There would not be significant reductions in stroke because increased risk for hemorrhagic stroke offsets decreased risk for ischemic stroke, or in incident cancer, because initial cancer prevention would be offset by cancers developed by people with extended life, they wrote. In the guideline adherence scenario, gastrointestinal bleeds would rise 25% compared with the status quo, translating to an additional one in 63 individuals aged 51 to 79 years having one.

Life expectancy gains

The model also projected that in the guideline adherence scenario, of 1,000 Americans, eight more would reach age 80 years and three more would reach age 100 years compared with the status quo, for a gain of 0.28 years of life expectancy (95% CI, 0.08-0.5), one-third of which would be without disability, and for an increase in expected quality-adjusted left expectancy of approximately 0.2 years.

Those who would most benefit are younger men at high risk for CHD and younger women at high risk for stroke, according to the researchers.

The guideline adherence scenario would add 900,000 people (95% CI, 300,000-1.4 million) to the U.S. population by 2036, which, after valuation of quality-adjusted life-years, translates to $692 billion (95% CI, 345 billion-975 billion) in net health benefits during the next 20 years, Agus and colleagues wrote.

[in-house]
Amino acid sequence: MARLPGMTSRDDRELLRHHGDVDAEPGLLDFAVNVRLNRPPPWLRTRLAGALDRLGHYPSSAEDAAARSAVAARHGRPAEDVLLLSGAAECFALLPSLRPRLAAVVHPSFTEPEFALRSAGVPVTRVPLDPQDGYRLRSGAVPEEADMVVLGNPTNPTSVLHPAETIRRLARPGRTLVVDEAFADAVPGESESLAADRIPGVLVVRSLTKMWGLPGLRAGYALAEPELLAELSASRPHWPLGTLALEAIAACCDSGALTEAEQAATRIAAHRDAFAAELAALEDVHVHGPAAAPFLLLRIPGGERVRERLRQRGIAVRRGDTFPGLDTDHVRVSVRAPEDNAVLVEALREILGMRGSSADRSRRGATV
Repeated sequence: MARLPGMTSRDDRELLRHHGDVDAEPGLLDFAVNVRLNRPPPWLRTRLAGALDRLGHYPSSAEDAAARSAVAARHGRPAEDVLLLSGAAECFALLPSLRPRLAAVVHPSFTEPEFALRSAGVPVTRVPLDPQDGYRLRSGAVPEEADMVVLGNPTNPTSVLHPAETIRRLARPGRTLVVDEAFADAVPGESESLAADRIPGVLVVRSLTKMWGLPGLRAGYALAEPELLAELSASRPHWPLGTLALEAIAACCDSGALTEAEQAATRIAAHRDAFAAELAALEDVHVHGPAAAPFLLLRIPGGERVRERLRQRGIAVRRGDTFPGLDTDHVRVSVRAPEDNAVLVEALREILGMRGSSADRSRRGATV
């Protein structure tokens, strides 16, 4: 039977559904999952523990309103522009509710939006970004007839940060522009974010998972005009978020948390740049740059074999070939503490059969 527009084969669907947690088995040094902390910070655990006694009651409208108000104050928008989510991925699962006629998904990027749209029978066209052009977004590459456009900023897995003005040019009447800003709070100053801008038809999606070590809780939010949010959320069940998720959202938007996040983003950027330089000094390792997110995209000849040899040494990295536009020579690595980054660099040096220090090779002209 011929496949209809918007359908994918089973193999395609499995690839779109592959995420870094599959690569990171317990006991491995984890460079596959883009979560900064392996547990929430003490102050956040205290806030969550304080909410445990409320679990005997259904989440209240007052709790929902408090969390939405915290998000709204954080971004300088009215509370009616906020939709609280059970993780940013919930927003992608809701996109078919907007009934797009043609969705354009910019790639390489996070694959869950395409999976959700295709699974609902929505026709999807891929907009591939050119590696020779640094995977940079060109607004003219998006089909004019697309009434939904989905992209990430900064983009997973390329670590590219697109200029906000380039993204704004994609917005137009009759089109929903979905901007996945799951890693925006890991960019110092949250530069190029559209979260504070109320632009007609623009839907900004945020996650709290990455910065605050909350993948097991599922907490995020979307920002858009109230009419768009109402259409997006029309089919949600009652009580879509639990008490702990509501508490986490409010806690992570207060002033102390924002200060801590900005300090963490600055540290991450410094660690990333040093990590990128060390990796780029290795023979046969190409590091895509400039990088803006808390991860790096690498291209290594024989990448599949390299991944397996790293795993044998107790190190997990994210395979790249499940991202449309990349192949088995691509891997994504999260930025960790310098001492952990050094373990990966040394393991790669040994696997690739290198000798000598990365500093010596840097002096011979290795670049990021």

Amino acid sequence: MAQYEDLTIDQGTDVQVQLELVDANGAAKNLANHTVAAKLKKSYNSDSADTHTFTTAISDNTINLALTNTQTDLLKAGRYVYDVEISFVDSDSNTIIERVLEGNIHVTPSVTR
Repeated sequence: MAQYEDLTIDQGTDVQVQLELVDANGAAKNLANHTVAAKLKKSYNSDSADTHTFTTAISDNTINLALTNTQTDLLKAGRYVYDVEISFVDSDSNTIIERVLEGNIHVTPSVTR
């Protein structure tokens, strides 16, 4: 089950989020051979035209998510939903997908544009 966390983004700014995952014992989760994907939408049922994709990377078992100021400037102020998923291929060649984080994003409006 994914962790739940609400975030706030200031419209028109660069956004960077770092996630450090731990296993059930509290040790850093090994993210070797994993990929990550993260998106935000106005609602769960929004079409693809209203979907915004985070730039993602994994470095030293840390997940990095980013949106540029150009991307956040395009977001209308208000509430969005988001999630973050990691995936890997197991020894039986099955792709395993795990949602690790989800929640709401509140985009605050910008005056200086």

“The irony of our findings is that aspirin may be too cheap,” Dana Goldman, PhD, director of the Schaeffer Center for Health Policy and Economics and distinguished professor of public policy, pharmacy and economics at USC, said in the release. “Only 40% of Americans are taking aspirin when they should, and providers have little incentive to push that up, despite the obvious benefits and health care savings. Until we figure out how to reward providers and manufacturers for long-term outcomes, no one is going to do anything about this problem.” – by Erik Swain

Disclosure: One researcher reports being employed by Analysis Group Inc.